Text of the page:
He adds that panels are particularly keen to identify and support sustainability and vitality in the work and groups of people submitted.
"They want to get a sense that there is a long-term plan that can sustain the research activity reported in the submissions," he says. He hopes this will encourage inclusion of those starting out in academia.
Ray advises looking at what you said about yourself last time and to what extent you have continued on the same path. "If you have changed in any way, a story has to be told about that," he says. He attributes the success of his department in the last exercise to the fact that its submission conveyed a sense of momentum and was able to point to a number of theoretical and empirical areas it had opened up since the last RAE.
Roberts advises paying careful attention to the emphasis placed on the impact or significance of your work. He suggests that this may mean securing endorsements from the bodies that have benefited from it. This approach may even apply to books. "Most people can write a book - the point is what reviewers think of it, so you could have external endorsements of what you have written," he says. "You need to say to yourself, 'If I was on the receiving end, how would I know this was very high-quality research?'"
For McNay, the emphasis should still be on rigour in methodology rather than application. "Methodology can be international, applications are often local and so deemed not to be of international or world-leading quality," he says.
He also advises getting claims to excellence and originality high up in your articles. "Panel members are busy and first impressions count," he says. He suggests that there is likely to be more intense scrutiny this time for the star profile as opposed to sampling for the general grade, so more of the output should be read. This means that those managing the submission should be severe about anything that threatens the whole.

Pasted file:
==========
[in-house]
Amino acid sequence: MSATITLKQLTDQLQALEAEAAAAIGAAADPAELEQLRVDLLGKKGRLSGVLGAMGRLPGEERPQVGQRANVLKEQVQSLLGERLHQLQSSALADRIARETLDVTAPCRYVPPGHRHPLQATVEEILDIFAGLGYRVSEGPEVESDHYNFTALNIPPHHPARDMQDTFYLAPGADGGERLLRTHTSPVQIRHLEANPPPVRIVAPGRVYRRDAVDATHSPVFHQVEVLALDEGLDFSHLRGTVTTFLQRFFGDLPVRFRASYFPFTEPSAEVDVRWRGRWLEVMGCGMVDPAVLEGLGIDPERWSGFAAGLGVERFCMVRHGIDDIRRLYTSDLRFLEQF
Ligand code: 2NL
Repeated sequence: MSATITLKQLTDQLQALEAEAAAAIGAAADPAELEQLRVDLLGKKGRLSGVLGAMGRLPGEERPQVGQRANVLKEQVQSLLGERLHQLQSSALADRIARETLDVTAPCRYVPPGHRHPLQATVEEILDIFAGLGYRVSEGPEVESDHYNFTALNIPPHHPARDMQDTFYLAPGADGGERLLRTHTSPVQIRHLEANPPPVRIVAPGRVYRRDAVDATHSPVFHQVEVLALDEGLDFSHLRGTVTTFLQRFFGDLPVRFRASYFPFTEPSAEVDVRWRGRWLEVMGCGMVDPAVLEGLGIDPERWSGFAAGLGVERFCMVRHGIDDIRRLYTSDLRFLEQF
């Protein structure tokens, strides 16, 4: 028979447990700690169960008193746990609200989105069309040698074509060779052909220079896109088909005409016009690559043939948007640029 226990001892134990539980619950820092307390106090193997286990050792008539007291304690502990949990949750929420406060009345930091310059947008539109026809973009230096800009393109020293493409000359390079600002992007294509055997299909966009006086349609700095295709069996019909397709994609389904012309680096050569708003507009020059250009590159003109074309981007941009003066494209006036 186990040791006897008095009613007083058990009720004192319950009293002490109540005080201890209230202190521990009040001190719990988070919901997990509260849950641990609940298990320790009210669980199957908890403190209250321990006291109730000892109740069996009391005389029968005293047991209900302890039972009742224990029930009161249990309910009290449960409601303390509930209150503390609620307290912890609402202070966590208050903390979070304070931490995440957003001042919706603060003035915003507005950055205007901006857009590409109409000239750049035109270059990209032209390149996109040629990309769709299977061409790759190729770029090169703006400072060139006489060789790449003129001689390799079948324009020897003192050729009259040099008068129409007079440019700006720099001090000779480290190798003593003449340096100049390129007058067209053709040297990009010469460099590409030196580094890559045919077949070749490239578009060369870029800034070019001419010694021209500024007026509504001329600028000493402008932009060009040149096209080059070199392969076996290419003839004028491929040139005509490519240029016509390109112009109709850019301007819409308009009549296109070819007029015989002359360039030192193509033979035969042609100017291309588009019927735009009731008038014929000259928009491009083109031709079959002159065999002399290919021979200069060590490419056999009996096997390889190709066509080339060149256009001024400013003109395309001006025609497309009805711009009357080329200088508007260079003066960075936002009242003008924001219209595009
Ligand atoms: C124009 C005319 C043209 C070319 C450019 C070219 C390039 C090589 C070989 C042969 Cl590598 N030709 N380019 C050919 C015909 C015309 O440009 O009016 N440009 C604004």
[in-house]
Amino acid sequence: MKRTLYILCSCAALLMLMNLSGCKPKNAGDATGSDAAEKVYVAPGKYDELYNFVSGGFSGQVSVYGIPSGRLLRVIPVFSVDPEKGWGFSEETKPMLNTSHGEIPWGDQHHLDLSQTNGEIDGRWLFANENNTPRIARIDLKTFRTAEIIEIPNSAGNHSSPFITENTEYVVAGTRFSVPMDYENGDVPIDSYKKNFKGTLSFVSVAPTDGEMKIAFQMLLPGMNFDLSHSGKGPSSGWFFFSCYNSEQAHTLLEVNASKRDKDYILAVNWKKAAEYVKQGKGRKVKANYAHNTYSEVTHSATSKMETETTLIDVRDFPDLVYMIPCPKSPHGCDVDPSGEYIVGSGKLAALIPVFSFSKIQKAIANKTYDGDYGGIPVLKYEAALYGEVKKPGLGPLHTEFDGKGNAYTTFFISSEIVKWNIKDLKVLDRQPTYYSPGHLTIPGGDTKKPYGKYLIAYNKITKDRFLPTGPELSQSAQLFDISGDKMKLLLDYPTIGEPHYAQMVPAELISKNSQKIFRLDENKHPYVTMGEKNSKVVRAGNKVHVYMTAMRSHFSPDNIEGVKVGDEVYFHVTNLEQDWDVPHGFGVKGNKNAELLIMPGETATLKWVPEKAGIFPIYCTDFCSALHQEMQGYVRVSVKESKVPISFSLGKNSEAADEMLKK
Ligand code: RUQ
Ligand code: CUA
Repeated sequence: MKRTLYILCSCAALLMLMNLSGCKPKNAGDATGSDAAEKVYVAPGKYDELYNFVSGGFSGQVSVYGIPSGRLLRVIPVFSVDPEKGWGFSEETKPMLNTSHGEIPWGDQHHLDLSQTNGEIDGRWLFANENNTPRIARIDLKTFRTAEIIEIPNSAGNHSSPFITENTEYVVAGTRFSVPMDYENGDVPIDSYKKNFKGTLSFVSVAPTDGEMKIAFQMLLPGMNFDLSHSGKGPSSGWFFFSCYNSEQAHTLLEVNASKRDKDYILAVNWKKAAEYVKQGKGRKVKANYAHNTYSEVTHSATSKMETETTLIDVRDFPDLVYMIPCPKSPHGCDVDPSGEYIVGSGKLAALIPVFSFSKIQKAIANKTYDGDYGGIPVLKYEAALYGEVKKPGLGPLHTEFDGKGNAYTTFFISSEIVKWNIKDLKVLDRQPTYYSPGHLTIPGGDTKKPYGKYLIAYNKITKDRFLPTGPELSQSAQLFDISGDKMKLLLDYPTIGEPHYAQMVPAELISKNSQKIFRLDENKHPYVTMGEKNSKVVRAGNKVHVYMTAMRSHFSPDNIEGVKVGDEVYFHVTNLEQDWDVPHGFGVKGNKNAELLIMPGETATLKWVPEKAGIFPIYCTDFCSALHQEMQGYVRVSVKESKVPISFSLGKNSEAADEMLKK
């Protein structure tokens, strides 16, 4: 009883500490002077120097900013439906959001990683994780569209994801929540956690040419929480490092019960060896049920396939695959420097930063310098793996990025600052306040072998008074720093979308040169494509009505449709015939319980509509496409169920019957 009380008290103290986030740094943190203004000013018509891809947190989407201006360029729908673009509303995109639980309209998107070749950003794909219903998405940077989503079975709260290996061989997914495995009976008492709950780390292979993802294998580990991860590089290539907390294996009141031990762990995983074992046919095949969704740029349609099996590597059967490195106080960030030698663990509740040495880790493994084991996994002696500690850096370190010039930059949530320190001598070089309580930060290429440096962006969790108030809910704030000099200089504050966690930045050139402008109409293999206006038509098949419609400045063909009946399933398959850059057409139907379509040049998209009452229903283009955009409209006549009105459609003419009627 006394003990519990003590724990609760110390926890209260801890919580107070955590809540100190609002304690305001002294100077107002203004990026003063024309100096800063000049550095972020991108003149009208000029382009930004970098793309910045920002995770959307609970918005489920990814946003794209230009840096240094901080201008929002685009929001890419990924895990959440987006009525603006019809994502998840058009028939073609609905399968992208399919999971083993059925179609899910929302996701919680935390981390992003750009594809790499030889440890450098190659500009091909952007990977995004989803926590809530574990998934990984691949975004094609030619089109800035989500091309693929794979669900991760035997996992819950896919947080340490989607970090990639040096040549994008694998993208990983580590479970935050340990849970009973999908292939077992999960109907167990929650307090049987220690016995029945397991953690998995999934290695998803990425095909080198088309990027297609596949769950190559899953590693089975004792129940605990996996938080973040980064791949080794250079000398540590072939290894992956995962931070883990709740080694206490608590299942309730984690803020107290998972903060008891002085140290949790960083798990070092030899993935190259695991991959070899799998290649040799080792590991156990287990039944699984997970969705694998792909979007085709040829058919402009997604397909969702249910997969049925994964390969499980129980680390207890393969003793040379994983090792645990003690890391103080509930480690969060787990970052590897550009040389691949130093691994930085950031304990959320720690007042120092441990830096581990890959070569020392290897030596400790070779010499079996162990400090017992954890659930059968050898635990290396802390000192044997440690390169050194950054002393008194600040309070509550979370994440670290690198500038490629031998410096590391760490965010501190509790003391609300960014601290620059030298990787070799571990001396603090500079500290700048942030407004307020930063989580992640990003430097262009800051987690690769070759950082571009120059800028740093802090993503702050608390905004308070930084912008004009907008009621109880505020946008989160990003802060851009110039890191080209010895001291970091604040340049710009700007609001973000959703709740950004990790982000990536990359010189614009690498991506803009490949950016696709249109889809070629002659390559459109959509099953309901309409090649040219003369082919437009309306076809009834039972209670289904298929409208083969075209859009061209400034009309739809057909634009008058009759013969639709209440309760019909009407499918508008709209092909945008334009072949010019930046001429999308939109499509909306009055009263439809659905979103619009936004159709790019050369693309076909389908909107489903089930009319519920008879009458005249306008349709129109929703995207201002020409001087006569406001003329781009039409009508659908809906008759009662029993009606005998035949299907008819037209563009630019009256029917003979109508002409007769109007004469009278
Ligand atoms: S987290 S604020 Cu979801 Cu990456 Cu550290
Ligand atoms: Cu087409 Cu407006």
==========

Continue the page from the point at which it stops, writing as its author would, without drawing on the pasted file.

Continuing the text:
Meanwhile, he stresses the importance of getting round the conference circuit. The more you are out and about, the more likely that one of the panel members will have heard of you and have been impressed. Even if they insist they are immune to this, it is bound to influence their judgements.
"So get your best people out there and publicise, publicise, publicise," he says.
But beware of cliche. Prestwich recalls that in the 1996 assessment "an awful lot of departments were 'vibrant'". He says he mentioned this in his post-RAE report and it was striking how few departments described themselves as vibrant next time around.
Guidance to Panels document instructing the main panels and sub-panels of the 2008 research assessment exercise on developing assessment criteria and working methods: www.rae.ac.uk/pubs/2005/01/
Sir Gareth Roberts' review of the RAE: www.ra-review.ac.uk/reports/roberts.asp
Do good research
Consult and obey the criteria of the panels
Show a long-term research profile
Remember, first impressions count